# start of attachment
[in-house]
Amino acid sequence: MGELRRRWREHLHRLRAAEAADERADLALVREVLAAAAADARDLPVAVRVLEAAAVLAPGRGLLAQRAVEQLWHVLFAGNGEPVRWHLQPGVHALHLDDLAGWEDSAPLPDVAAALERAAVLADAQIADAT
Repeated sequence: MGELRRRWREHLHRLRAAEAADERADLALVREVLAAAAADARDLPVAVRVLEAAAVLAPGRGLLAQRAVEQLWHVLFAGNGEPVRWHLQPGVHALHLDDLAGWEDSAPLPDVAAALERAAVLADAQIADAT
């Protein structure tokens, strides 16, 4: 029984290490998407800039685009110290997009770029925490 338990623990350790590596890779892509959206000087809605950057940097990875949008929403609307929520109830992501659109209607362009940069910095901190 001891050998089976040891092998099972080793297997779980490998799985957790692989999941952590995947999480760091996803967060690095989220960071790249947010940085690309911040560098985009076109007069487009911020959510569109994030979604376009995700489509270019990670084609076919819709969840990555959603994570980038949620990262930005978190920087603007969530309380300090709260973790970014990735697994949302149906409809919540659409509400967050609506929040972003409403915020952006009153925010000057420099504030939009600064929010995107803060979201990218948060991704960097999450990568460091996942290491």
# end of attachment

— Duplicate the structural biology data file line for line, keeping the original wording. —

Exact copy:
[in-house]
Amino acid sequence: MGELRRRWREHLHRLRAAEAADERADLALVREVLAAAAADARDLPVAVRVLEAAAVLAPGRGLLAQRAVEQLWHVLFAGNGEPVRWHLQPGVHALHLDDLAGWEDSAPLPDVAAALERAAVLADAQIADAT
Repeated sequence: MGELRRRWREHLHRLRAAEAADERADLALVREVLAAAAADARDLPVAVRVLEAAAVLAPGRGLLAQRAVEQLWHVLFAGNGEPVRWHLQPGVHALHLDDLAGWEDSAPLPDVAAALERAAVLADAQIADAT
């Protein structure tokens, strides 16, 4: 029984290490998407800039685009110290997009770029925490 338990623990350790590596890779892509959206000087809605950057940097990875949008929403609307929520109830992501659109209607362009940069910095901190 001891050998089976040891092998099972080793297997779980490998799985957790692989999941952590995947999480760091996803967060690095989220960071790249947010940085690309911040560098985009076109007069487009911020959510569109994030979604376009995700489509270019990670084609076919819709969840990555959603994570980038949620990262930005978190920087603007969530309380300090709260973790970014990735697994949302149906409809919540659409509400967050609506929040972003409403915020952006009153925010000057420099504030939009600064929010995107803060979201990218948060991704960097999450990568460091996942290491």